PREHISTORY (1960s-80s) Olive Freeman, a member of Oakland First Covenant Church and a fourth-grade teacher at Lazear Elementary School in Oakland, reached out to needy families among her students. This eventually led to the creation of Harbor House, a multi-service community development organization that continues to serve to this day in Oakland’s San Antonio Neighborhood.

   

FORMATIVE YEARS (1990s) Some volunteers at Harbor House began collaborating with in InterVarsity Christian Fellowship members arriving in Oakland. They organized “New Hope East Oakland Fellowship” in 1996, which incorporated in 1998, and then affiliated with the Evangelical Covenant Church denomination in 1999. Outreach and ministry focused on neighborhood refugee families and youth.

 

 

 

 

 

GROWTH AND DEVELOPMENT  (2000s) NH purchased and renovated the 2626 E.16th property in part from proceeds from the successful Oak Park Apartments lawsuit. The church started Little Sprouts Preschool. A vital core of NH members settled into the local neighborhood, including numerous homeowning families. Worship and fellowship followed a Cell Church model, with most Sundays spent in individual members’ homes. Then, in 2006, regular Sunday worship began at the Youth Employment Partnership site.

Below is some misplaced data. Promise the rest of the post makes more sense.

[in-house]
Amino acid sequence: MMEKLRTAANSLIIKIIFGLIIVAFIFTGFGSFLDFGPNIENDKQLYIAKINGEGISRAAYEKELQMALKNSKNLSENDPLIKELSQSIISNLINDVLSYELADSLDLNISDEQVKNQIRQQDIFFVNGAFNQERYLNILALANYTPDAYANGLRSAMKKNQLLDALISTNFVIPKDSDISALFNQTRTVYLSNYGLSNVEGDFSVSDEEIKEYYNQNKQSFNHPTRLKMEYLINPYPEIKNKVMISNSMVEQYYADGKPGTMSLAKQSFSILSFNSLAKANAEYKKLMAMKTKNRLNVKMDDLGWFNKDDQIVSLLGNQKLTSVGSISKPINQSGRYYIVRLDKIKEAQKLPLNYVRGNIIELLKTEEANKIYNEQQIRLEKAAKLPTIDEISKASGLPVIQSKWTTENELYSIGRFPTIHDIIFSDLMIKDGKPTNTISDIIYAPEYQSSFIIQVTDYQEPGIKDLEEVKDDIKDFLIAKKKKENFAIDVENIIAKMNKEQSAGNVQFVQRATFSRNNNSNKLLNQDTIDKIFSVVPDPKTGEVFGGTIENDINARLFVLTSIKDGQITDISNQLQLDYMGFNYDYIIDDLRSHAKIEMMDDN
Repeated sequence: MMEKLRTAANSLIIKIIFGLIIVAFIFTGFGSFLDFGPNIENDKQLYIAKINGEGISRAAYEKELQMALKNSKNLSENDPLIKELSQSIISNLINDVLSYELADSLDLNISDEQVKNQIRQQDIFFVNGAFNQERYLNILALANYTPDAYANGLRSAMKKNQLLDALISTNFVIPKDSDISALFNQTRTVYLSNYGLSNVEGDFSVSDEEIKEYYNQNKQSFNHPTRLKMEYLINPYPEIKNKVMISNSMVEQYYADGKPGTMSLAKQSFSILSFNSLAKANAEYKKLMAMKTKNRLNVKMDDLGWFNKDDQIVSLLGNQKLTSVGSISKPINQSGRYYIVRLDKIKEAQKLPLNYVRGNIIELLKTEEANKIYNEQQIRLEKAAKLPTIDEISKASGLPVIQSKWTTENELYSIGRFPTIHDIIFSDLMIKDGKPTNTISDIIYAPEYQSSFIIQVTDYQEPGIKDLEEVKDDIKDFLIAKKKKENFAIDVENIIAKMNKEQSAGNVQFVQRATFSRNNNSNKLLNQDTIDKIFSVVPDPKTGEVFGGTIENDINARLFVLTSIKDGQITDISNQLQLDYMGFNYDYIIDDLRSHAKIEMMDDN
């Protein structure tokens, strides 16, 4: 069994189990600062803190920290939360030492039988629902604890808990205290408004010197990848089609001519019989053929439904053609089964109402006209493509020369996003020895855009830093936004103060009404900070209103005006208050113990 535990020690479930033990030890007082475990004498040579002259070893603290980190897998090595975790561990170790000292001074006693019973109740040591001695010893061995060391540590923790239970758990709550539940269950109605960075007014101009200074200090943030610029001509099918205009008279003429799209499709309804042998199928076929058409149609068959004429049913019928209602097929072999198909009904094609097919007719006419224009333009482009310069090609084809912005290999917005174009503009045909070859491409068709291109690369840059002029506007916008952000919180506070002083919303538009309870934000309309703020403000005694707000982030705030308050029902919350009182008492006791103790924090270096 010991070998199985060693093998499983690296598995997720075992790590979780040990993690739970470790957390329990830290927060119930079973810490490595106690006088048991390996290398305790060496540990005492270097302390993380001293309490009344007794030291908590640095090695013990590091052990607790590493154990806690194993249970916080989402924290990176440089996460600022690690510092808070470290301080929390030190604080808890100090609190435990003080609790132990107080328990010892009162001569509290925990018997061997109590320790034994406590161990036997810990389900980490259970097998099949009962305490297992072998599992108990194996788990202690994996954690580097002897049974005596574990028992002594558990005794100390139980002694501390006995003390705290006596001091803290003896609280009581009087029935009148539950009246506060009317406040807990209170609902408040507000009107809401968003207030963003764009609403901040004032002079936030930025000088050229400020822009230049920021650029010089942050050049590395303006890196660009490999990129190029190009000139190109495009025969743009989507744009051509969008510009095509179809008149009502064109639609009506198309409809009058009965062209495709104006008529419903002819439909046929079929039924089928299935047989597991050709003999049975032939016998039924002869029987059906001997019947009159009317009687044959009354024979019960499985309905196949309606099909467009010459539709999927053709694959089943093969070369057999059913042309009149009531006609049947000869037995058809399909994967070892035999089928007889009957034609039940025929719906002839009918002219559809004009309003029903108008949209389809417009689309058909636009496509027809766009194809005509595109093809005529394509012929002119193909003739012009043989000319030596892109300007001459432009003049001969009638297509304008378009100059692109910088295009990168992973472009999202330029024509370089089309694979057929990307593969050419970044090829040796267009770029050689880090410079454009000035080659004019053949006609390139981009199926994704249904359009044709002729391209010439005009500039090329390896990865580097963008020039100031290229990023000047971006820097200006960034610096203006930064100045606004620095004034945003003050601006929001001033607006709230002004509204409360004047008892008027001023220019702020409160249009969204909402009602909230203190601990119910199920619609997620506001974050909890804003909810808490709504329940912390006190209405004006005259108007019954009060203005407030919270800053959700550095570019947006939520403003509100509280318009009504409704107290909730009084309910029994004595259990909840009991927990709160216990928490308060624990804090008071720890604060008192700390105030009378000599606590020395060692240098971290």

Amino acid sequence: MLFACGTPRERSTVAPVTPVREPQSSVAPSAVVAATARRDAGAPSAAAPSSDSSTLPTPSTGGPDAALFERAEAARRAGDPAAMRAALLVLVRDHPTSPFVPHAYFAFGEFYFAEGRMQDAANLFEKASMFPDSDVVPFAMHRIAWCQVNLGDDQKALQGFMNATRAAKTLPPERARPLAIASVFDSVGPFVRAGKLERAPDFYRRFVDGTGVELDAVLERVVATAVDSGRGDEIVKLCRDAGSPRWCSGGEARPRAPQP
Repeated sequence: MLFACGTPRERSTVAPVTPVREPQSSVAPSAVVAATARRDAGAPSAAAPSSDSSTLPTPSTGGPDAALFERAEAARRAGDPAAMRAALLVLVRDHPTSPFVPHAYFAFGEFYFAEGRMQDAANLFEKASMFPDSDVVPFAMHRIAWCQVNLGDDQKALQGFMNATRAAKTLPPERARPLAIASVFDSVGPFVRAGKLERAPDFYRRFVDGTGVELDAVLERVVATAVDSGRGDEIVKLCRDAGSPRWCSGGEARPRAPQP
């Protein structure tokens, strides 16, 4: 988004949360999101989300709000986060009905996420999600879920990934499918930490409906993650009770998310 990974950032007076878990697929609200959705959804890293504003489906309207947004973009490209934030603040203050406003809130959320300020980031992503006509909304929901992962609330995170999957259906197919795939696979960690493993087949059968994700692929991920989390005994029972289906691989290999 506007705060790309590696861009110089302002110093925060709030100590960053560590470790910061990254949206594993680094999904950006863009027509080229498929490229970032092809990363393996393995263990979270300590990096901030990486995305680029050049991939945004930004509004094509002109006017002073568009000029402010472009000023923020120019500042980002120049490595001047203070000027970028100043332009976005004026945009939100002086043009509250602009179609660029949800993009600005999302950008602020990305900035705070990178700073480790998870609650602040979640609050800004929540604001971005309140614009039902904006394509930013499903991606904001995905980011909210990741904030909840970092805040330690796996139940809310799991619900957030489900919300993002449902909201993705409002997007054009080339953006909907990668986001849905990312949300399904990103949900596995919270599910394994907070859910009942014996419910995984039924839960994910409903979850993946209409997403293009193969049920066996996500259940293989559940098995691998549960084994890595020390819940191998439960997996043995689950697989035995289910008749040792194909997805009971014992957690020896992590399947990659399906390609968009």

CHALLENGES AND CHANGES (2010s) NH has responded to neighborhood needs and challenges with a tutoring ministry, outreach to unhoused neighbors, and connections with nearby parolees. NH has also wrestled with responses to local and national politics and debates, including Black Lives Matter, the 2016 election, immigration issues, and sexuality issues. The current season is one of renewing a vision for NH and its neighborhood, seeking a fresh embrace of discipleship, community, compassion, and justice.

New Hope in Print

2010

2012

2013

2014

2015

  • – Evangelical Covenant cover story on women physician members of New Hope:
         “Hearts of Mercy”

2016

2017